Legalization hurts the cartels. Period.

Scott Morgan does a nice job of disabusing the idiot-enablers of the notion that somehow legalization will be good for the cartels.

Here’s the thing: criminal drug organizations don’t want this “legal platform” you speak of. That’s not how they do business. Their product is grown by day laborers and slaves, not master cultivators. Their business strategy is characterized by assassination and bribery, not Facebook fan pages and free massage Fridays. They have no intention of paying taxes or appearing before local zoning boards, and they can’t compete with American entrepreneurs who are happy to do the paperwork and can explain where their investment capital came from.

This entry was posted in Uncategorized. Bookmark the permalink.

4 Responses to Legalization hurts the cartels. Period.

  1. Maria says:

    Way cool. I’m going to forward that to a friend who, while not a prohibitionist/drug warrior, is a fence sitter put off by all the “it’s natural medicine mon, it will heal the world!!” rhetoric – frankly and occasionally, so am I. He does however relates to the arguments of economics and public safety. We’ve had some good conversations along those lines. I’ve recommended he read ‘Smoke and Mirrors’ as well. Baby steps. Baby steps.

  2. jhelion says:

    Another of my favorite prohib arguments is that we shouldn’t legalize cannabis since the criminals will just go on to other crimes. It’s hard to debate against stupid.

  3. Cliff says:

    After being involved in the medical cannabis market for almost a year, I can’t believe that we are not legalizing cannabis for adults. I can’t think of one reason why you shouldn’t be able to go to a local coffee shop / dispensary and buy some cannabis or hash and go home and enjoy it.

    Everyone I have encountered in the medical cannabis community have treated me with respect, honesty and good cannabis medicine for my chronic pain and PTSD. I do not think that legalization for all adults will change the dynamics of the existing cannabis market.

    This is a far cry from waiting in parking lots or strangers’ houses for a little relief in the form of the criminal market mark-up rate pinched quarter ounce of schwag.

  4. claygooding says:

    “It will be found an unjust and unwise jealousy to deprive a man of his natural liberty upon the supposition he may abuse it.” George Washington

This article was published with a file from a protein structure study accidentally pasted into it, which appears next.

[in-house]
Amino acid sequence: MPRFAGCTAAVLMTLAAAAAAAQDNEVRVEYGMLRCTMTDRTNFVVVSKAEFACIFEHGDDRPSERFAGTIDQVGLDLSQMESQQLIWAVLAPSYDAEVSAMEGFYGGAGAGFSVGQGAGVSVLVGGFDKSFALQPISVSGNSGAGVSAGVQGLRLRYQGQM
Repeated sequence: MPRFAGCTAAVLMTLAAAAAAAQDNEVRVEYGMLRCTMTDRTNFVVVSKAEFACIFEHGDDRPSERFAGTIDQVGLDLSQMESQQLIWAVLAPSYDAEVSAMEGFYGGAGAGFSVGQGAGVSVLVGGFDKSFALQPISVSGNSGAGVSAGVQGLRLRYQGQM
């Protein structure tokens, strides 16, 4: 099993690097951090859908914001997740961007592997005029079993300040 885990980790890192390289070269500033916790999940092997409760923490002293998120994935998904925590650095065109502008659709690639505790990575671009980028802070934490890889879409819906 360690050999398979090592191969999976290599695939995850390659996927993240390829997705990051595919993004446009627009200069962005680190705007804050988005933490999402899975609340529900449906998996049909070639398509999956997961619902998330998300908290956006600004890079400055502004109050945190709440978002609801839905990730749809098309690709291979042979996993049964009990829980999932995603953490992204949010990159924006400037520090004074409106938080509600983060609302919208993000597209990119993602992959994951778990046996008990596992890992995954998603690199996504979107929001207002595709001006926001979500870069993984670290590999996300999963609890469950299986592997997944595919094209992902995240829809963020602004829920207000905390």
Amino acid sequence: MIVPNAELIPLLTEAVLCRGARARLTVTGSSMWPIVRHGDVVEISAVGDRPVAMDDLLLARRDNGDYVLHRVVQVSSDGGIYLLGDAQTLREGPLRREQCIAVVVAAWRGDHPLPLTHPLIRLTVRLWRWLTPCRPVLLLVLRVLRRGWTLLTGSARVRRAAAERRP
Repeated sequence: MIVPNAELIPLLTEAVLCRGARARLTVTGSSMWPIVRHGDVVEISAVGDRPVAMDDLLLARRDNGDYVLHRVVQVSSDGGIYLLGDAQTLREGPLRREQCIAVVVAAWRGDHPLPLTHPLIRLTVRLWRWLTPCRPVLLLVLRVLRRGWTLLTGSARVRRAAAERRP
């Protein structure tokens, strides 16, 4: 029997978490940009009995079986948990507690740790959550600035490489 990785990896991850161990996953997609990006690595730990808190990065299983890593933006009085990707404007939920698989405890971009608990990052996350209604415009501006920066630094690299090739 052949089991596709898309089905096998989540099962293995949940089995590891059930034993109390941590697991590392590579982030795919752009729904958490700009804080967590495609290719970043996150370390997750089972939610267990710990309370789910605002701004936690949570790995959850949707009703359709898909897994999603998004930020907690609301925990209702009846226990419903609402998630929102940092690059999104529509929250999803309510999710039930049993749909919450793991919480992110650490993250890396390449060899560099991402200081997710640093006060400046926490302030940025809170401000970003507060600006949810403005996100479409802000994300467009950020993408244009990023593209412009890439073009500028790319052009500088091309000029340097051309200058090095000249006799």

A statement like that in congress now would receive outcries of derision and ridicule.
    Where did all the Americans go? All we have in our legislatures are a majority of lawyers mixed with rich industrialists that pave the way for big industry to enslave the population with draconian laws and regulations so twisted that it takes a lawyer to even start to explain them and most of the time,a lawyer to understand the explanation.
    A total crash of the financial system would throw this country into chaos. When their money is no longer worth the paper it is written on,the industrialists lose their control of our legislators and us. When we have to resort to the most ancient form of currency,bartering,
    we will have freedom.
    A great way to stop this without our economy crashing is to put term limits on our legislators with electorate approval of retirement benefits for the ex-legislator when his term is completed.. It will remove the “cliques” and good old boy clubs in our legislatures.
    And it will stop the back door deals if legislators don’t get their pensions and life long health care automatically.
    It is because of those cliques and good old boys clubs that legalization of marijuana will have to be done by the people and not our state or federal legislators.
    I don’t know how many states have the ability to put legalization on a ballot to be decided by the voters but they will be the only ones to legalize cannabis until the cost of protecting the big industries from hemp and the maintaining of prohibition costs more than big industry wants to spend and federal bureaucracies can get congress to approve.

Comments are closed.